The folks behind Beintween have a way with words, and according to them Matireal is a win-win-win-win-win situation.
Between being an artistic installation, a hazardous waste removal system, a provider of measurable carbon offset, a funder of manufacturing jobs and a catalyst to help integrate the city, Keith Hayes and Rob Zdanowski, founders of Beintween.org and the brains behind the ARTery, have lofty goals for their new project, Matireal, a "creational" trail. But now they need your help.
First, let’s define some of that:
- Beintween: A social and special network started in 2010 dedicated to improv(is)ing spaces to build community, whose agenda is to make the most of leftover time and space. You may be familiar with Beintween's last project, the pop-up tire swing park under the Holton Street Bridge.
- Matireal: A geo-textile made up of local flora, stone and discarded tires that can transform an environmental nightmare into an ecological dream and inspired a new park called the ARTery.
- the ARTery: A linear park project being planned by beintween for the old rail corridor between East Townsend Street and Capitol Drive, in the Harambee neighborhood of Milwaukee. "We see this as a creational trail, not a recreational trail," says Hayes, who asks, "What sort of things can we create to stitch these communities together, which right now are terribly segregated?"
Simply put, Beintween wants to see Matireal laid as the surface of the ARTery recreational trail.
Got it? Good.
The city and many private property owners have been very cooperative with the project so far. The owner of the rail land, Brian Monroe of Earthbound Development, has been including a plan to integrate neighboring school LAD Lake into the ARTery while Mayor Tom Barrett is working with the city to acquire land use before the year's end. Even the Department of Natural Resources is interested in seeing where the project goes. "I thought they would require 10 years of research," Hayes joked. Riverworks, a business development group, declined interest until property negotiations began.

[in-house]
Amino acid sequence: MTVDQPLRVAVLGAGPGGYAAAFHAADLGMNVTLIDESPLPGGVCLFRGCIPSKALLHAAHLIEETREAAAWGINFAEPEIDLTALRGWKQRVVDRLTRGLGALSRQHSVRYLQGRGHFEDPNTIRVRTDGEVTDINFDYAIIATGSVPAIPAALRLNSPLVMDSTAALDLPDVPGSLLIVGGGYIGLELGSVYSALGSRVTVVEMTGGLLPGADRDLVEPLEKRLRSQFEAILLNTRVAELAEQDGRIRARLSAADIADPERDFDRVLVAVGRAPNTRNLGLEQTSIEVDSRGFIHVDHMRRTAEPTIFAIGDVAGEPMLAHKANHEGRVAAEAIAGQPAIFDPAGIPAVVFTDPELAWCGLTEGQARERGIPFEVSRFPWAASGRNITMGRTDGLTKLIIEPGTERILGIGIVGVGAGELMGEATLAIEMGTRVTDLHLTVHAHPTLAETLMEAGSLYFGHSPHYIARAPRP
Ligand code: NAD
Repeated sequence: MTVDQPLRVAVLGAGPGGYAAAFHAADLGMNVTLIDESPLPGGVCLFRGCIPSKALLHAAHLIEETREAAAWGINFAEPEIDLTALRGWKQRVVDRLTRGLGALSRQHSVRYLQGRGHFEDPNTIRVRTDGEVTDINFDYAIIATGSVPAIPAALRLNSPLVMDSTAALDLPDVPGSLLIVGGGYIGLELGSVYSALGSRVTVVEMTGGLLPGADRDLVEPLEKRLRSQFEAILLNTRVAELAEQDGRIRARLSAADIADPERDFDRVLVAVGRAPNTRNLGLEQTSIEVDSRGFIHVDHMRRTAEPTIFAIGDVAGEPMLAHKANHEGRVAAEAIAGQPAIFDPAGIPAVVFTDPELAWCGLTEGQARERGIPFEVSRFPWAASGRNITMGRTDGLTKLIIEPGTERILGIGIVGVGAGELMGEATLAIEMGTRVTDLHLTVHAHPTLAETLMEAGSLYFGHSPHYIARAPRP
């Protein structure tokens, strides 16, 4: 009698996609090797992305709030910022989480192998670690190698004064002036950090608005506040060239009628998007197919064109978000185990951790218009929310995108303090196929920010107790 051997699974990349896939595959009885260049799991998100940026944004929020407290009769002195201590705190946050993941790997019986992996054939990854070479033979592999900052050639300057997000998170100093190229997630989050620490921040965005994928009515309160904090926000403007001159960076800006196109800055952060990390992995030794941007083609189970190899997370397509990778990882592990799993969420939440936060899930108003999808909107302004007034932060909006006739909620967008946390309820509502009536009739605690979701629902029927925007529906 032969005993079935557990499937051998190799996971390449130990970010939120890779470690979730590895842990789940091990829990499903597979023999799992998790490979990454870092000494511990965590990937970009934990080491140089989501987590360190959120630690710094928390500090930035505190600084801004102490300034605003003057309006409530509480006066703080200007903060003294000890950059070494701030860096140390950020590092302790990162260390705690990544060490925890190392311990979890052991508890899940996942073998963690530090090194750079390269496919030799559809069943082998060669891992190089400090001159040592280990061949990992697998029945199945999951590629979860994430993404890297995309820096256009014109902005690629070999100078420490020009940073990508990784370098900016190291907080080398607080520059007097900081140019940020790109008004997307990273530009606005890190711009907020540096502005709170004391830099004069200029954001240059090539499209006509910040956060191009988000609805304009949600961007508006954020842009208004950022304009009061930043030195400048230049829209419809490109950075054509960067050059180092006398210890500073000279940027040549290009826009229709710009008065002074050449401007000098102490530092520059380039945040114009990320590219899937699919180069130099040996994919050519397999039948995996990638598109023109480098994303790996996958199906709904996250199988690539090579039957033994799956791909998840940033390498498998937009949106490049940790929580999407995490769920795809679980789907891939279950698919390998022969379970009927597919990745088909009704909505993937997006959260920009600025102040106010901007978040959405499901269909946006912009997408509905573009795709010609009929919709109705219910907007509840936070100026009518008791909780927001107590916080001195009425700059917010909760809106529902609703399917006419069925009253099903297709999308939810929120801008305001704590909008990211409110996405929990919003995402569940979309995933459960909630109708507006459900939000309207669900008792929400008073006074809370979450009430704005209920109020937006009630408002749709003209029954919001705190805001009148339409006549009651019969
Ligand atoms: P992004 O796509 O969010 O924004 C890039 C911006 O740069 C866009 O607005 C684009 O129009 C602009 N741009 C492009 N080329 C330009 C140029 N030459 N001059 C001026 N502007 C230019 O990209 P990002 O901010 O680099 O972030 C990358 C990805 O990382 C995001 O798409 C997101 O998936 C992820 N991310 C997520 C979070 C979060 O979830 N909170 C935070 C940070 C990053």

For the most part, the ARTery has moved forward through the dedication of members of Beintween and outside volunteers. This summer the group took advantage of the Riverwest 24, whose racers helped to dismantle 200 tires in short order.
"Unfortunately," says Hayes, "this is the most we were allowed to store on site for the event. They were reduced in less than 45 minutes of the two-hour checkpoint."
"This grant for programs was originally intended to fund a shipping container to get us started in early fall of 2012, but due to the nature of this funding, it may not even be available until 2013," says Hayes.
This is where their Kickstarter enters the picture. In order to create the unique paved trail, they need to gather and store discarded tires. Lots and lots of discarded tires.
"We're required to have a shipping container to store and reduce tires on site. We also need to make a few modifications and purchase our own Milwaukee power tools and several hundred blades to make the local reduction of tires more efficient."
You may think a Kickstarter to fund the purchase of a shipping container sounds pretty boring, but as you could expect from a group that is trying to waste less and make the most of their environment, this shipping container would become integral to the project.
According to their Kickstarter page, "Elevated above such a well-traveled road, a shipping container has the capacity to become a functioning billboard as well, which we refer to as a 'fillboard.' We will ask the community to assist us in collecting tires and filling full the inside, then outside, fulfilling an immediate goal of the ARTery, to create circumstances for improvisational engagement." It goes on, "Our fillboard will become the first of a series of 'temporaneous,' interactive art pieces 'improv(is)ing' this leftover corridor to build community."